The great green wall – long-term reforestation in China has reduced dust storms
FIERCE DUST STORMS HAVE PLAGUED northern China for centuries. Cold, dry winds from Siberia pick up dust from the Gobi Desert, lifting it as high as four miles into the air, reducing visibility to zero in some areas and turning afternoon to night. A long history of human abuse–deforestation, overgrazing, and mining–of the arid lands south of the Gobi has exacerbated the problem. But now there are hopeful signs of a reversal. A team of American and Chinese researchers reports that a government reforestation campaign begun in the 1950s is finally beginning to pay off: dust storms seem to be declining.
Over the past 40 years the Chinese government has planted some 300 million trees (mostly Chinese elms) in northern China. A 3,000-mile-long swath now stretches across most of the northern part of the country, forming a Great Green Wall that is 500 miles wide at some points. This leafy wall is so far doing a better job of keeping out undesirable elements than its historic namesake (which was only partially successful in discouraging invasions by nomads from the north). Beijing, 300 miles downwind of the Gobi Desert, suffered 10 to 20 storms each spring in the 1950s. Now the storms are rare–maybe one a year–and the odd ones that do hit are much less severe. Storms like the one that killed 40 people in Gansu Province, near Mongolia, in May of last year have become an anomaly.
“The trees act as a windbreak,” says Farn Parungo, an atmospheric chemist at the National Oceanic and Atmospheric Administration. Besides slowing down wind, the trees keep the ground moist, so less soil is swept up by passing gales. But Parungo also cautions that the Great Green Wall could have more far-reaching environmental effects.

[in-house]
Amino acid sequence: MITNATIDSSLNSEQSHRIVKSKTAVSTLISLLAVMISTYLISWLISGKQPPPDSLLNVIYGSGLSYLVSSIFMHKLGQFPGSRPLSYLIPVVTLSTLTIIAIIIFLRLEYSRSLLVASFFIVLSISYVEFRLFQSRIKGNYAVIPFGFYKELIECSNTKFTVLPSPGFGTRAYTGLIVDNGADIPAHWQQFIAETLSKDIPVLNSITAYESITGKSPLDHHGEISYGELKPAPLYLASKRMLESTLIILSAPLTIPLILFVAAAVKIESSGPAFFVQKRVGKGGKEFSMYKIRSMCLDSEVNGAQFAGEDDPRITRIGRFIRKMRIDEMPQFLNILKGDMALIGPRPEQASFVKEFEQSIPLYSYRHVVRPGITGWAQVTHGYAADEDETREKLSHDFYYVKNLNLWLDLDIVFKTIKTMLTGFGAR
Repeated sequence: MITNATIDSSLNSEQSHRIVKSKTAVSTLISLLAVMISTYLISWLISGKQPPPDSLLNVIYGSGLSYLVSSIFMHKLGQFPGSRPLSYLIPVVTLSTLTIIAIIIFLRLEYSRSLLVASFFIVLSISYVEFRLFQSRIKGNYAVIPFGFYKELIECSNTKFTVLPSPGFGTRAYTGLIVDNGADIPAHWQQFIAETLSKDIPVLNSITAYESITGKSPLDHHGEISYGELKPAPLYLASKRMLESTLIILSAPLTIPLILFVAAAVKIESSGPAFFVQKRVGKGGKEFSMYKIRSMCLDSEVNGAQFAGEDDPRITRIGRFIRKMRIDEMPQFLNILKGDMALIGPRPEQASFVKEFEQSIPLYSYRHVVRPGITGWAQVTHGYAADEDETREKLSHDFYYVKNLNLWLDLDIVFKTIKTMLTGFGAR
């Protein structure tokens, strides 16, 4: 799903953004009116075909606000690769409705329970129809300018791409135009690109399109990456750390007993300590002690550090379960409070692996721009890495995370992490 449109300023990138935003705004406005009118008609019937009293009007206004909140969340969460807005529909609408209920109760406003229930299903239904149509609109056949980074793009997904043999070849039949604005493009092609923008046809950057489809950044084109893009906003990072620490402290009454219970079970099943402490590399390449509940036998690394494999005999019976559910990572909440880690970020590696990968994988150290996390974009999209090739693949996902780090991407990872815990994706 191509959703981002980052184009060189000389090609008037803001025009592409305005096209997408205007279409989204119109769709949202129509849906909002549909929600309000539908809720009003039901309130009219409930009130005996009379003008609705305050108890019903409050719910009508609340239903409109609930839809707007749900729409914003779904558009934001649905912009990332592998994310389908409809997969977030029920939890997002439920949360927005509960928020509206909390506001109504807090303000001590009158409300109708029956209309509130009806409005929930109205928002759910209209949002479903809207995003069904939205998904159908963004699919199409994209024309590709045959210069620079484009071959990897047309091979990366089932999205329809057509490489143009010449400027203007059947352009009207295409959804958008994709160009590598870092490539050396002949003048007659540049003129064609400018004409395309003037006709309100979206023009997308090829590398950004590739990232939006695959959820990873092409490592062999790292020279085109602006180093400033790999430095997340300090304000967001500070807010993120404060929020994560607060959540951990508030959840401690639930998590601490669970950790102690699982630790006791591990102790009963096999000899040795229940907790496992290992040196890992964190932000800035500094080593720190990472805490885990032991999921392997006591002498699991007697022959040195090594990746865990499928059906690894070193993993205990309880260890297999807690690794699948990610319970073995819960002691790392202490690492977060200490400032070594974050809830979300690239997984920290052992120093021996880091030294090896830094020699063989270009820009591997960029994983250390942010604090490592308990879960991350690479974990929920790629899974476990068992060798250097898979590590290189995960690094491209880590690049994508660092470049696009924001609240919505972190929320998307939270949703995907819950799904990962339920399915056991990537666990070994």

Dust from the Chinese storms travels far out over the Pacific–as far as Hawaii and Alaska–where the dust particles provide nuclei on which water vapor condenses, forming clouds. When the dust finally rains out of the atmosphere, it supplies the ocean with minerals and nutrients that support the growth of phytoplankton–the single-celled plants that are the base of the marine food web. Parungo emphasizes the need for further study to get a better picture of the long-term effects of the Great Green Wall on the environment. “If we reduce the storms too much,” he says, “it may reduce precipitation, and that may affect marine biology.”
I Am Not Lunch. I Am Your Mate.
The challenge faced by a male autumn spider, Metellina segmentata, is a difficult but not altogether unfamiliar one: he must court a female of the species without getting eaten by a female of the species. Even when he flashes the courtship signal, plucking or tapping the web with his legs and abdomen, the female tends to devour him as if he were just another insect caught in her sticky silk. “The female is a fairly rapacious beast,” explains behavioral ecologist John Prenter of The Queen’s University of Belfast. “Her whole focus is to build up enough food reserve and maximize her reproductive output.” The unusual thing about a male Metellina, though, is his solution: he begins to court a female only after she has just bitten into something else. Prenter has seen a male spider stand beside the web for hours and even days, waiting for some other bug to get stuck. And he has found that the male is indeed much more likely to survive and be fruitful if he approaches his mate when she has her mouth full. “By using this window of opportunity,” says Prenter, “his risk of being subjected to attack is reduced.”
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